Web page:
Over dinner last night the subject of Methusala, (our antediluvian vacuum cleaner), arose. Not sure how. I believe it was me who mentioned him — in the past tense, of course — in a tangential way while discussing something else. Why the past tense? Because Methusala, as many of you know, died a few weeks ago. Or so I thought. I had, in fact, been considering ways to dispose of his carcass, (e-waste? Funeral pyre? Conversion to a planter?), but got sidetracked by the NY trip. Anyway, when I referred to our ancient appliance in the past tense, Mike flashed a victorious smile and said:
“I’ve been meaning to tell you — that thing is fine. It’s not dead.”
The fact that Mike calls Methusala “it,” while I — in writing, at least — refer to him as “him,” tells you something about our differences.
“What do you mean?”
“I changed the bag.” He said. “It’s fine.”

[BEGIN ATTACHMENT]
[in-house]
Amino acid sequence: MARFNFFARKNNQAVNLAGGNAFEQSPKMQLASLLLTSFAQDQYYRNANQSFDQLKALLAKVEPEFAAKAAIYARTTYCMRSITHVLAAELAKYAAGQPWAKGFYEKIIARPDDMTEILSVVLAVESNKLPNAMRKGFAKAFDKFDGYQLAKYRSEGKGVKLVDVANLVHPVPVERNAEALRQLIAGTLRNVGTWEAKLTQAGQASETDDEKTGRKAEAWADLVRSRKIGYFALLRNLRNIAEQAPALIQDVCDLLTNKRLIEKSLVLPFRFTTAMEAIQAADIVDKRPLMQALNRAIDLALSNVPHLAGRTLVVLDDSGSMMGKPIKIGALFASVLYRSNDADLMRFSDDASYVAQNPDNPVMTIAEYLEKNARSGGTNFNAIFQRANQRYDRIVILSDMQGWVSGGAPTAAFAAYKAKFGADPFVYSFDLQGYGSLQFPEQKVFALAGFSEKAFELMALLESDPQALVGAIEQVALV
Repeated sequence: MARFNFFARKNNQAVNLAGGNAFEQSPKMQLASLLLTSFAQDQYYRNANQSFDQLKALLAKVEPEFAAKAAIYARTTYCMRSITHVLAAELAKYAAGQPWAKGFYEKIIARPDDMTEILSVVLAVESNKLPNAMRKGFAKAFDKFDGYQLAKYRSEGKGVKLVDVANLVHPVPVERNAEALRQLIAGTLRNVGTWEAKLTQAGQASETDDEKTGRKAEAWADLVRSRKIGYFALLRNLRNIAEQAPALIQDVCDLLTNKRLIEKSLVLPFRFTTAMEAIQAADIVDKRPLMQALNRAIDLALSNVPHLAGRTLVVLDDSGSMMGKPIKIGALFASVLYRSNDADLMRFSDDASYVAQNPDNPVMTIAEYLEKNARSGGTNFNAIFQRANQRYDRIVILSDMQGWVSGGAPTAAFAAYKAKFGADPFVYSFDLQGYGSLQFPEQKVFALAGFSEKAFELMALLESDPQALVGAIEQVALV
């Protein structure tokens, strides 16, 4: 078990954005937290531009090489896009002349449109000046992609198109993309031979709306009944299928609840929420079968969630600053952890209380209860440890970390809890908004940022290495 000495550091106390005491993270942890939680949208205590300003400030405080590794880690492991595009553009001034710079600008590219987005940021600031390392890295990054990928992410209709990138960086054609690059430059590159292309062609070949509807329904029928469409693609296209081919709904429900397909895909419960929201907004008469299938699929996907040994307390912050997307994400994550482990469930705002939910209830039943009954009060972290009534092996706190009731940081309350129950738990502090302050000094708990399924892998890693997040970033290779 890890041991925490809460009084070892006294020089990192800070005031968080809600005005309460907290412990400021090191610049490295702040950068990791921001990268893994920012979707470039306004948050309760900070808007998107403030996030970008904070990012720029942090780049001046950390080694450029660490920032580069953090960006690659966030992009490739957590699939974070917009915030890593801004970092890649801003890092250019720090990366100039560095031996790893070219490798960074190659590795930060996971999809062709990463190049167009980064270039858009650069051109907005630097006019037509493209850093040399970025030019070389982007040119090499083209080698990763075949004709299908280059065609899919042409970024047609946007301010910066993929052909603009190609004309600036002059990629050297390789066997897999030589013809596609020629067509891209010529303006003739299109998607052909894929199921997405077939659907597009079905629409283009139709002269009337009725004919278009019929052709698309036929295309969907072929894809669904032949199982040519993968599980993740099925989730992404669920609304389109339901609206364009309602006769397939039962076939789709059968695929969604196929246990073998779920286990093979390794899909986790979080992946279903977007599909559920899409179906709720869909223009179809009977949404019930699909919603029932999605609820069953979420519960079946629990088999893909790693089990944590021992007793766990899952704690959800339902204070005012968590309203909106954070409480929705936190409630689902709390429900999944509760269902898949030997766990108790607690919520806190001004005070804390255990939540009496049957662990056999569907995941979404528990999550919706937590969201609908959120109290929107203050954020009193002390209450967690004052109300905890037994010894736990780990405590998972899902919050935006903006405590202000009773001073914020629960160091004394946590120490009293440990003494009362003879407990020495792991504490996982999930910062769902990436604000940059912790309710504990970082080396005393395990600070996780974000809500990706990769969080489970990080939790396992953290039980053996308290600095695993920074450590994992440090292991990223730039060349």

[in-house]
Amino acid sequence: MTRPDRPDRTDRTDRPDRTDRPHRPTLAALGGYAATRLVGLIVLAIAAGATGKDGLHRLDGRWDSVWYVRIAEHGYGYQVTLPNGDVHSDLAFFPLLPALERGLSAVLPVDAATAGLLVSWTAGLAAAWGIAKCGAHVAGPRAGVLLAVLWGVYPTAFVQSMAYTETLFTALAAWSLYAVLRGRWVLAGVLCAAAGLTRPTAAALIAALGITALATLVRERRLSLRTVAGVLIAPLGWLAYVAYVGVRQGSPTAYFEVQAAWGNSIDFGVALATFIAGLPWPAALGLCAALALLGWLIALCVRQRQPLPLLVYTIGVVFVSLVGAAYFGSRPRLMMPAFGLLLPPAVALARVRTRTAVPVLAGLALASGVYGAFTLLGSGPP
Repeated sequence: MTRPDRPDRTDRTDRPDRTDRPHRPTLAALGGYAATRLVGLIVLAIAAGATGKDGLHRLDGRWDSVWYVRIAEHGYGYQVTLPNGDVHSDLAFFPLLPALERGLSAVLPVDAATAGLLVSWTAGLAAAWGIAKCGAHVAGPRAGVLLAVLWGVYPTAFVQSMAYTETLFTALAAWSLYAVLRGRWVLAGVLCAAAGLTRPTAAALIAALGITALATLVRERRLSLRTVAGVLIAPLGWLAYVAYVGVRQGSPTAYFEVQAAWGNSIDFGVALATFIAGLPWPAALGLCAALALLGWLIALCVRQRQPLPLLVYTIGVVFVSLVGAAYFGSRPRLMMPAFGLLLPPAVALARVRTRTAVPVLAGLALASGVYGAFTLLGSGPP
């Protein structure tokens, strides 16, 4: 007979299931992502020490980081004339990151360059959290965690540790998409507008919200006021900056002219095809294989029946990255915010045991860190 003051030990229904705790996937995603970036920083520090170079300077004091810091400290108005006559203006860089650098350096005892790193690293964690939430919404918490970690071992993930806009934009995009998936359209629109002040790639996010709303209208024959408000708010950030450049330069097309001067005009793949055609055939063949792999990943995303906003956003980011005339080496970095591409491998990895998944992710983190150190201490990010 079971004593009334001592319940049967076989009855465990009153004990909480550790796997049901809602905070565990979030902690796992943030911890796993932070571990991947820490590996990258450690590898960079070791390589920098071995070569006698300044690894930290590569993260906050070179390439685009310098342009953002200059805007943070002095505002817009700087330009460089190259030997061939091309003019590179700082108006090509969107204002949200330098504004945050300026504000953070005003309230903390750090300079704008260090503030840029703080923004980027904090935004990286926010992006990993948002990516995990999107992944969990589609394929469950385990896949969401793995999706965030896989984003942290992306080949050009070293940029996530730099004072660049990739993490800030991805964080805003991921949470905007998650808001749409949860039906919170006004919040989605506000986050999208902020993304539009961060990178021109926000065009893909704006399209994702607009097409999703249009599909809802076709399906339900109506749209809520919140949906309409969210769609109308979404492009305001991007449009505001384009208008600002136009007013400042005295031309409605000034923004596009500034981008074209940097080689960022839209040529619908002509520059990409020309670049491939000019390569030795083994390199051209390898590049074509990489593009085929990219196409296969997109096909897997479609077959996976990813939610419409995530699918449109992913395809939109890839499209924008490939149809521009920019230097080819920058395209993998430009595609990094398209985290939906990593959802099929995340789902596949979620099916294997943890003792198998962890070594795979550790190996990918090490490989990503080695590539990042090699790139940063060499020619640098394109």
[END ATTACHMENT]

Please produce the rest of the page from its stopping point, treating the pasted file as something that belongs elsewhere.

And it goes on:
I don’t see how this can be. I checked the bag. I checked it twice, just like a vacuum-loving Santa. It was half-full, if that. The bag was not the problem. There was something else wrong — very wrong — with that machine. Something fatal. Something irreconcilable.
I tell all of this to my husband. He is unimpressed.
“There’s a qualitative factor you’re not considering,” he says, gesturing gracefully with his pizza slice. “It’s not only how full the bag is that matters, but what the bag was full of. That was causing your problem.”
I would like to tell you what, exactly, he said, but I’m afraid that, at that precise moment, I slipped into a state known (to me) as “comprehensional blackout” — a total inability (or unwillingness) on my part to follow the thread of a discussion when it leads into topics in which I have no interest. Mechanics, for example.
I do hear fragments. There is something about particulates, a mention of mesh, an example involving paperclips. Then nothing.
I come to. I have just spoken. I have no idea what I have said.
“Yes, we all are going to die someday,” Mike says.
Wow. That must’ve gotten deep. How the hell we got from half-full bags to human mortality I’ll never know. What I do know is: we all are going to die someday, but in Methusala’s case it’s not yet.